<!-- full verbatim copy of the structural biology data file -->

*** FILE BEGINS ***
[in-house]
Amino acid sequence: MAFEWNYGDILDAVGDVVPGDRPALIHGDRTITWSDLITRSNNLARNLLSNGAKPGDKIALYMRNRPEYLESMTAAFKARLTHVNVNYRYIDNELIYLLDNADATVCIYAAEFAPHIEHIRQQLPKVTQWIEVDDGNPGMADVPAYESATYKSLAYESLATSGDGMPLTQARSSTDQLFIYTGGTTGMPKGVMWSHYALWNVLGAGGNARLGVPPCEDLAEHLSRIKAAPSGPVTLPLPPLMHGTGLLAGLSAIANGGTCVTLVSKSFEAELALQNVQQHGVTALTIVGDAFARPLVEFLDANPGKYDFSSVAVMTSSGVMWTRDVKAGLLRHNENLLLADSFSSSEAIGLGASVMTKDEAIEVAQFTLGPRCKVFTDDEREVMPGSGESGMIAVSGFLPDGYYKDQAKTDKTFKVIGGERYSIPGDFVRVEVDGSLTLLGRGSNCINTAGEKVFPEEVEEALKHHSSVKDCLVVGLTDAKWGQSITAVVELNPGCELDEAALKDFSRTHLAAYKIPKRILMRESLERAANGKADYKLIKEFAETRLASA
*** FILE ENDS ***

[in-house]
Amino acid sequence: MAFEWNYGDILDAVGDVVPGDRPALIHGDRTITWSDLITRSNNLARNLLSNGAKPGDKIALYMRNRPEYLESMTAAFKARLTHVNVNYRYIDNELIYLLDNADATVCIYAAEFAPHIEHIRQQLPKVTQWIEVDDGNPGMADVPAYESATYKSLAYESLATSGDGMPLTQARSSTDQLFIYTGGTTGMPKGVMWSHYALWNVLGAGGNARLGVPPCEDLAEHLSRIKAAPSGPVTLPLPPLMHGTGLLAGLSAIANGGTCVTLVSKSFEAELALQNVQQHGVTALTIVGDAFARPLVEFLDANPGKYDFSSVAVMTSSGVMWTRDVKAGLLRHNENLLLADSFSSSEAIGLGASVMTKDEAIEVAQFTLGPRCKVFTDDEREVMPGSGESGMIAVSGFLPDGYYKDQAKTDKTFKVIGGERYSIPGDFVRVEVDGSLTLLGRGSNCINTAGEKVFPEEVEEALKHHSSVKDCLVVGLTDAKWGQSITAVVELNPGCELDEAALKDFSRTHLAAYKIPKRILMRESLERAANGKADYKLIKEFAETRLASA